Tracks I Recommend

Last week, I didn’t want to pick apart Ashley Monroe’s excellent album Like a Rose, feeling that to do so would be a disservice. Many would say the same about the picking apart of Angaleena’s American Middle Class as well. So before I do it, I will say that if you like more twang and/or bluegrass influence, you will like the whole album. There is not a bad song on it lyrically. The purpose of this highlighting of tracks is more to ease newcomers into Angaleena’s style.

1. American Middle Class–American Middle Class
2. Better off Red–American Middle Class
3. All I Ever Wanted–American Middle Class
4. Life of the Party–American Middle Class
5. Drunk–American Middle Class

Listen to American Middle Class

Also, if you are a Texas country fan like me, you should check out JB and the Moonshine Band’s “Black and White” featuring Angaleena Presley. There doesn’t seem to be a YouTube video of that, or I’d post it here. But it’s worth a listen, especially if you don’t end up liking Angaleena’s style.

Female Fridays: Featuring Ashley Monroe

Her new album, The Blade, is out today (I will have a review of it shortly.) In light of that, it seems natural to feature Ashley Monroe on this Female Friday.

How You Might Know Ashley

She’s the beautiful voice that completes Blake Shelton’s “Lonely Tonight.” Also, she was one-third (my favorite third) of the Pistol Annies–other Annies include Miranda Lambert and Angaleena Presley.

Bio

Ashley Monroe (born September 10, 1986, from Knoxville, Tennessee), has been paying her dues for many years. At age eleven, she won a talent competition in Pigeon Forge singing “I Want to be a Cowboy’s Sweetheart” and landed a job in a theater performing several nights a week. Her idyllic life was turned upside down two years later, when her father died suddenly. Ashley mentions her father’s death often in her songs (“Like a Rose,” “Monroe Suede”.) Music was her outlet, and she became a very talented songwriter as she dealt with his death.

Ashley moved to Nashville soon after, and after a long search for a major label, Columbia Records finally took a chance on her, allowing her to start work on her debut album at nineteen. Two Singles were released, “Satisfied” and “I don’t Want To”–a duet with Ronnie Dunn–but neither charted well, and Ashley’s album went unreleased. Ashley and Columbia parted ways in 2007. (The album, Satisfied, was eventually released in 2009.)

It would be six years before Ashley would release another solo album. During those years, Ashley worked both as a songwriter and backing vocalist. Chances are, if you like country and listen to it often, you know a song that Ashley Monroe worked on. Songs that bear her writing include Jason Aldean’s “The Truth,” Miranda Lambert’s “Heart Like Mine,” and Carrie Underwood’s “Flat on the Floor.” Her backing vocals can be heard on Miranda’s “Me and Your Cigarettes,” and Wade Bowen’s “If We Ever Make it Home,” among others. In addition, she independently released an EP with Trent Dabbs (with the unoriginal title Ashley Monroe and Trent Dabbs), sang with Jack White’s Third Man House Band, and collaborated with The Raconteurs and Ricky Skaggs on a single called “Old Enough.” In 2012, she even performed a song called “Bruises” with Train and toured with the group.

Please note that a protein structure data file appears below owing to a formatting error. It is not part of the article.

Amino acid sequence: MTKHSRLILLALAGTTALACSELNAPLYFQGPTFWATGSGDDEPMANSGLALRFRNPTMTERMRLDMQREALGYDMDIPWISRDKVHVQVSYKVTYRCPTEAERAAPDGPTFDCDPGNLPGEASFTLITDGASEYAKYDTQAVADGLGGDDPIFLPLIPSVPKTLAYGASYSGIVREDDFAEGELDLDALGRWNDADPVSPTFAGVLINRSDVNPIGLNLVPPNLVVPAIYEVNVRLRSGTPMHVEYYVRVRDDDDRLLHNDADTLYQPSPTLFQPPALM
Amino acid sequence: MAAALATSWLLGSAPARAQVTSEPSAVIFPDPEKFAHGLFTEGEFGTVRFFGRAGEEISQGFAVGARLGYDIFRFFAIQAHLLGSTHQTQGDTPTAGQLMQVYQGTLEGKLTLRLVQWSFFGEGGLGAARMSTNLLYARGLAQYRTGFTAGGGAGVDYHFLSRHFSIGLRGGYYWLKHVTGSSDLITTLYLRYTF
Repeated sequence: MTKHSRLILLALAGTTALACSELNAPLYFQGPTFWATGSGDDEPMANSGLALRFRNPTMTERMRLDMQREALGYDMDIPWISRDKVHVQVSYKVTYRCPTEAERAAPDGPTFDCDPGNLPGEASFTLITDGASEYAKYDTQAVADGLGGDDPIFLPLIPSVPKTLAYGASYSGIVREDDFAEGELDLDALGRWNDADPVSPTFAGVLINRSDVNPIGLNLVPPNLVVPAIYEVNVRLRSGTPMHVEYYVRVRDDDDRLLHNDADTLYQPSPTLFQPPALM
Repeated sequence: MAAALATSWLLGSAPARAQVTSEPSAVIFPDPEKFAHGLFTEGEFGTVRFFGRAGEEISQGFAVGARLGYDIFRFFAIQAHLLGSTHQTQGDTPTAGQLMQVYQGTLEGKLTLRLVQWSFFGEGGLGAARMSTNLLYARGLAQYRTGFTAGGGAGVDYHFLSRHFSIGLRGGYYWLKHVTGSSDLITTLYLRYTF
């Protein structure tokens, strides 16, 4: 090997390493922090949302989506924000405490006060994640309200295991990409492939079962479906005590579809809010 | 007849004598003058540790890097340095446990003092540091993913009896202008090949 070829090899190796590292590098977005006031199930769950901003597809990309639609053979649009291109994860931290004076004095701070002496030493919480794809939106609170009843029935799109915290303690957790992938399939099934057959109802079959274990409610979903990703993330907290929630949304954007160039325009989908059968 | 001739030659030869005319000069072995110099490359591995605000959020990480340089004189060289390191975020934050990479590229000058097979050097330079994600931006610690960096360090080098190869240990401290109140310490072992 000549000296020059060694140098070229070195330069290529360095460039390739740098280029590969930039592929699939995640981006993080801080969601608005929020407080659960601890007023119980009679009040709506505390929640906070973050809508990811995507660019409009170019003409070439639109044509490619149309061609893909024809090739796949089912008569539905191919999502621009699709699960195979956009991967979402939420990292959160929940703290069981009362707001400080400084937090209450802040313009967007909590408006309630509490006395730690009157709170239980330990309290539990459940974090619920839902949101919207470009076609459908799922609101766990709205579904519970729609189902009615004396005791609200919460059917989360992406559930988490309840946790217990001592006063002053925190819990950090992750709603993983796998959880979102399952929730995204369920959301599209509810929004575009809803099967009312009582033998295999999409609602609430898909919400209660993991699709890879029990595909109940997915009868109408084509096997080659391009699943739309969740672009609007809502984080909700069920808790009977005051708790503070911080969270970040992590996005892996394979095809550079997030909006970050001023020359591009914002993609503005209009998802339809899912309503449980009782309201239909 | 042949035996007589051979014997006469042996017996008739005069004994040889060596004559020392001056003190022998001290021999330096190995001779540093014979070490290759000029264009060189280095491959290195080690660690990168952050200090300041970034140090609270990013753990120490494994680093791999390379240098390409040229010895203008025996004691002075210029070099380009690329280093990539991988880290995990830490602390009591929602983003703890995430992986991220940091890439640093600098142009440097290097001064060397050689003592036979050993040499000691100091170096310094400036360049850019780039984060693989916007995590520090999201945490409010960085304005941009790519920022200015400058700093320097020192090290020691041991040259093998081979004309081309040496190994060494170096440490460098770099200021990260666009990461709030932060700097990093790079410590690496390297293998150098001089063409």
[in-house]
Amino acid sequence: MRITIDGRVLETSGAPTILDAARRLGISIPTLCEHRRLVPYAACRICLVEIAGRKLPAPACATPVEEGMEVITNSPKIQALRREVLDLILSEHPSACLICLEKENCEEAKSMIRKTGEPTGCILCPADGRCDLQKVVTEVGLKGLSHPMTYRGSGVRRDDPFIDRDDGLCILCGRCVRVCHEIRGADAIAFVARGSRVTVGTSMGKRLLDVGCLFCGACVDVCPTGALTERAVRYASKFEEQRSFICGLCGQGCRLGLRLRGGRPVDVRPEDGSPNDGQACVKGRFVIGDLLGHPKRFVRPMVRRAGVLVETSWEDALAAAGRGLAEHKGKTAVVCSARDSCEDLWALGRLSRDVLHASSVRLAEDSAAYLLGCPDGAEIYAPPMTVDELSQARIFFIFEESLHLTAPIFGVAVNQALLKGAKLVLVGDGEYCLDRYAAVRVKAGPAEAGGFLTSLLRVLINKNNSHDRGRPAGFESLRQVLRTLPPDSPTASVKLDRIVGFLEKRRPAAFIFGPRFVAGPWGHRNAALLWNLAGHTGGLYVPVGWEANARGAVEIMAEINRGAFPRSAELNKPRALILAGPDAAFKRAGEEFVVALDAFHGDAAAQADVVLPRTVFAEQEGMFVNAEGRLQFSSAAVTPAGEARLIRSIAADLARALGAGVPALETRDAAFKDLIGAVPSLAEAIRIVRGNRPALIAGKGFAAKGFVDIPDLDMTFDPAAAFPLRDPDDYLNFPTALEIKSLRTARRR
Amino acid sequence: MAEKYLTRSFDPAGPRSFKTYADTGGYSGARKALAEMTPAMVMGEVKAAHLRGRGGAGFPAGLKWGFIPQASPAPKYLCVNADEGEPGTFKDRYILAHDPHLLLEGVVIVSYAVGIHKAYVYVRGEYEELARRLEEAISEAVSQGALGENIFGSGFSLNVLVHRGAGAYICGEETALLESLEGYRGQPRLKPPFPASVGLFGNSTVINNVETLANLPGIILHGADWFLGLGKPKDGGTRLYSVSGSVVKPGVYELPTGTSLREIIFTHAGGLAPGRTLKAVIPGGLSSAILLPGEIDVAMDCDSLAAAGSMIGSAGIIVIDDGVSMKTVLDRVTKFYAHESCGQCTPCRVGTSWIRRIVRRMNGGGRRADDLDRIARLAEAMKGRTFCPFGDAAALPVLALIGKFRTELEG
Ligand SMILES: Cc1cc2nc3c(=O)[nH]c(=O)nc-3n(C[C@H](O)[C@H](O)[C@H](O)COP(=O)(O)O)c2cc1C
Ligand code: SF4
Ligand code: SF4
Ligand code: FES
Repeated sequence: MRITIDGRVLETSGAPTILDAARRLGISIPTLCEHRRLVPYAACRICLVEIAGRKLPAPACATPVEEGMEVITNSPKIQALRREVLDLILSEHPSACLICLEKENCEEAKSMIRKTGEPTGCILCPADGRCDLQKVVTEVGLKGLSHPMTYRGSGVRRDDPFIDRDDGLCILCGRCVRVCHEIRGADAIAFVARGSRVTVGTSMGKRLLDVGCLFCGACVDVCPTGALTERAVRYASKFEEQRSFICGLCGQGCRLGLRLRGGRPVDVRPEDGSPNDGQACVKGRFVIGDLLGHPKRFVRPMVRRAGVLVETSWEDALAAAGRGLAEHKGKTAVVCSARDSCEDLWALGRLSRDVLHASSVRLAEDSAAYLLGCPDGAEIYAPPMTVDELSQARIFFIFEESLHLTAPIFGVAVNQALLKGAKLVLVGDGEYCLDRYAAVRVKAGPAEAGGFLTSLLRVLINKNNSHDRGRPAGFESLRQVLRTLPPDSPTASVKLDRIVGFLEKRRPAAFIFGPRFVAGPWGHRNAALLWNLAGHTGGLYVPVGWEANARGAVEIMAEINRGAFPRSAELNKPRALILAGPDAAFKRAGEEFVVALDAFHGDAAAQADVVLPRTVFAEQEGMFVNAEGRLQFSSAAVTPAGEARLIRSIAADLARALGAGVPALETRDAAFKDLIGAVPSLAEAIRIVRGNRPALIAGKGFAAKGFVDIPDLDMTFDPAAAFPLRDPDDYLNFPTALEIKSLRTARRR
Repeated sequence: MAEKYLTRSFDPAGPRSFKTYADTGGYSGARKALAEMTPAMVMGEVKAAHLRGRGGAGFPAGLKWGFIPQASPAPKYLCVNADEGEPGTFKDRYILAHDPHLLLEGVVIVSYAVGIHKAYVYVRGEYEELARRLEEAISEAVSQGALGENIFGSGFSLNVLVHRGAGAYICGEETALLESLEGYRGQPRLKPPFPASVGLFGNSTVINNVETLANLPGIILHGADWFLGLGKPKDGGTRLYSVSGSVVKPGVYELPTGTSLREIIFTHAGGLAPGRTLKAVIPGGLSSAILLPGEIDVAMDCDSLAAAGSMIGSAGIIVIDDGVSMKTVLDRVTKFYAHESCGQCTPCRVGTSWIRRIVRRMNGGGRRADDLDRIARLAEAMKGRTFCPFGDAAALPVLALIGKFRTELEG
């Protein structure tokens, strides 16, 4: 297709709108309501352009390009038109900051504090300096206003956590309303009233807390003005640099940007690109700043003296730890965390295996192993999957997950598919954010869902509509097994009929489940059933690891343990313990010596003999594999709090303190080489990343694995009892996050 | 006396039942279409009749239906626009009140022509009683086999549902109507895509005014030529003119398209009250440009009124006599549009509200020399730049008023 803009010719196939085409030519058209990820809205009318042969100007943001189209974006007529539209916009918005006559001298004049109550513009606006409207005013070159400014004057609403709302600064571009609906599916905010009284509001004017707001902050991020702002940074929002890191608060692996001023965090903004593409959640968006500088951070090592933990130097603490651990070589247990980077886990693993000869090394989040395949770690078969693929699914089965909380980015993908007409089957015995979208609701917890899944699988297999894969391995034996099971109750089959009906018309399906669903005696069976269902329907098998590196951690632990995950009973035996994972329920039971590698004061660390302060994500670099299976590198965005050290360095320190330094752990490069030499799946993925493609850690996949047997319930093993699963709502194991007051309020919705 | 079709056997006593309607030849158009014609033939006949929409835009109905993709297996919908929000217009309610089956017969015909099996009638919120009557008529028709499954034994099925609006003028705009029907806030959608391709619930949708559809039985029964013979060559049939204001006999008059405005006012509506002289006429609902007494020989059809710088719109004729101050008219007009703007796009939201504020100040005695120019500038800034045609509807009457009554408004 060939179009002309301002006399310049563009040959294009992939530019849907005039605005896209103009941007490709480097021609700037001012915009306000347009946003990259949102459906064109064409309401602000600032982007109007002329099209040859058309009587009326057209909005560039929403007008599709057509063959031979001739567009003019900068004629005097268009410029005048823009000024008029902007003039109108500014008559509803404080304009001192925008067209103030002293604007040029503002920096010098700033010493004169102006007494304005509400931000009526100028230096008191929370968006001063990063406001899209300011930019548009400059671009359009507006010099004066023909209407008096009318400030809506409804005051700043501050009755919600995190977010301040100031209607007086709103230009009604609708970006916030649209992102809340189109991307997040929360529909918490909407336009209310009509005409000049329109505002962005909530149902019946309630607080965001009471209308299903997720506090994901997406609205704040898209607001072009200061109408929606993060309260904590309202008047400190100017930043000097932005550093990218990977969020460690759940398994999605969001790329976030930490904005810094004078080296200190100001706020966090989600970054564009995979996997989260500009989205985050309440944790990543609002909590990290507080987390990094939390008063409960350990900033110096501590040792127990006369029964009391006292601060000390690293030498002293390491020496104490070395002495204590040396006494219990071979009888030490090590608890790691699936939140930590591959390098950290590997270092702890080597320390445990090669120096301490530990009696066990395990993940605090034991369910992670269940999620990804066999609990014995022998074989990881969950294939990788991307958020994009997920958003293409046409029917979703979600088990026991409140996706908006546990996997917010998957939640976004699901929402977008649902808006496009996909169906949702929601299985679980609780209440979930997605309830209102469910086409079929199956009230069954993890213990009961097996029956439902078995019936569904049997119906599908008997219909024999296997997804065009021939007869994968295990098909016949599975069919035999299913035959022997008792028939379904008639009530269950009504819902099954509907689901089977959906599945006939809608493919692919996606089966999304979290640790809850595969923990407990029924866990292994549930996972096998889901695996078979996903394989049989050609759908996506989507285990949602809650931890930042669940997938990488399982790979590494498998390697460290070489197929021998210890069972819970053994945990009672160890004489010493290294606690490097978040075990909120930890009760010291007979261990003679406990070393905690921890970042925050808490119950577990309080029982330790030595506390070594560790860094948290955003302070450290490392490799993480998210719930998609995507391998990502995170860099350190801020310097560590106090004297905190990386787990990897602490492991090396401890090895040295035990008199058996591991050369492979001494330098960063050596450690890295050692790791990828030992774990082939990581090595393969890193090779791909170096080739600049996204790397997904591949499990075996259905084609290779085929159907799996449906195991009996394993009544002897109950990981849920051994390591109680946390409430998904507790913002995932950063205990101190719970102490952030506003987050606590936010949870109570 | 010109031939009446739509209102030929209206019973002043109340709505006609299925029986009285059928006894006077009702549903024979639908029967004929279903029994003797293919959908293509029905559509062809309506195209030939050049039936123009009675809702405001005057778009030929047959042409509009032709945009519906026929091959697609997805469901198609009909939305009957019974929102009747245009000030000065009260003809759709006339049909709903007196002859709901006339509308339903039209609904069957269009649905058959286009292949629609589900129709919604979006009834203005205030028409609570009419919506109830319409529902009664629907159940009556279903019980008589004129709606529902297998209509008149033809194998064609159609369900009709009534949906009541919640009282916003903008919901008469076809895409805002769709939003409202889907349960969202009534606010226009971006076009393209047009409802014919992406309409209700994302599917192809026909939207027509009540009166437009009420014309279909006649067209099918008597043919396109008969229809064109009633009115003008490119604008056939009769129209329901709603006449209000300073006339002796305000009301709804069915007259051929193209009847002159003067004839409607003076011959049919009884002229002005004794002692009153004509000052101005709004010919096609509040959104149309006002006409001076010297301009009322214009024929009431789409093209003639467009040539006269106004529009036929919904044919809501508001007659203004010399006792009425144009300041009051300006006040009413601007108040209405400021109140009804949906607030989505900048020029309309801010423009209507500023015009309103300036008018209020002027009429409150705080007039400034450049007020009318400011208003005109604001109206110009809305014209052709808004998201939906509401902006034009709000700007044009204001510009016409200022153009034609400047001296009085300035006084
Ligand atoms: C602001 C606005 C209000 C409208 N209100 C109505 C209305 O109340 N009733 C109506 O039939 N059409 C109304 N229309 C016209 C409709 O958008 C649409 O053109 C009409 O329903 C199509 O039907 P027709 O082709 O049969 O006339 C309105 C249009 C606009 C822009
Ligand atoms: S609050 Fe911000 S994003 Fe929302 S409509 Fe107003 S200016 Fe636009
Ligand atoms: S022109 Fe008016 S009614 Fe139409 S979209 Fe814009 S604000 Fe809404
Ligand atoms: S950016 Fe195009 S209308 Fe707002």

The most pivotal event in Ashley’s career during this time was the formation of the Pistol Annies in 2011. Miranda Lambert and Ashley, now friends, formed the group with Angaleena Presley, making their surprise debut at the ACM Girls Night Out on April 22, 2011, with “hell on Heels.” They were an instant success and produced two remarkable albums, Hell on Heels (2011) and Annie Up (2013.) The success of the Annies rebuilt Ashley’s solo career and sparked Angaleena’s, unfortunately leading to the disbanding of the Annies in 2014. However, Ashley was signed by Warner Bros, and finally released her second solo album in 2013. The album was titled Like a Rose and was produced by Vince Gill. Like a Rose was one of the best albums I have heard in the last five years, and it was met with much deserved critical acclaim. She finally got the breakthrough she had worked so long to achieve with Like a Rose, proving that hard work and dedication really can and does pay off. My only complaint with it was it ended too soon–it only contained nine tracks, and I immediately wanted to hear more. Today I get that wish, as her third album, The Blade, is finally here. I will reserve comments on that for the review, although I will say it was also produced by Vince Gill, so one would expect it to be awesome.

Why Ashley Belongs on Country Radio

Now would be the perfect time to start playing Ashley Monroe on country radio. Everyone knows her from “Lonely Tonight.” Plus, a commenter on another site described her voice as “pure gold” and that’s the best way to put it. She is a great songwriter, but even when she didn’t write the song, she has a way of telling a story when she sings. It’s probably from dealing with the pain of her father’s death and having to grow up so young. At any rate, when Ashley Monroe sings, you want to listen, to sad songs especially, but really to anything. I have praised other women for their songwriting, but with Ashley, the strength lies in her voice. Not to mention her voice is authentically country. She could put pop beats or rock beats or whatever behind it–she doesn’t, she generally stays traditional with traces of pop here and there–but she would still sound country. We need a woman like that on the radio.

Tracks I Recommend

This is not counting The Blade, as I am doing an entire album review over that. In light of that, I feel it would be a disservice to pick apart Like a Rose, as it is all awesome. So just go listen to it. As for Satisfied, everything on it is great as well, but it is more of an acquired taste, especially for those who like less twang or are just starting with Ashley. So just go listen to Like a Rose and proceed from there. With that album you cannot go wrong.

Listen to Like a Rose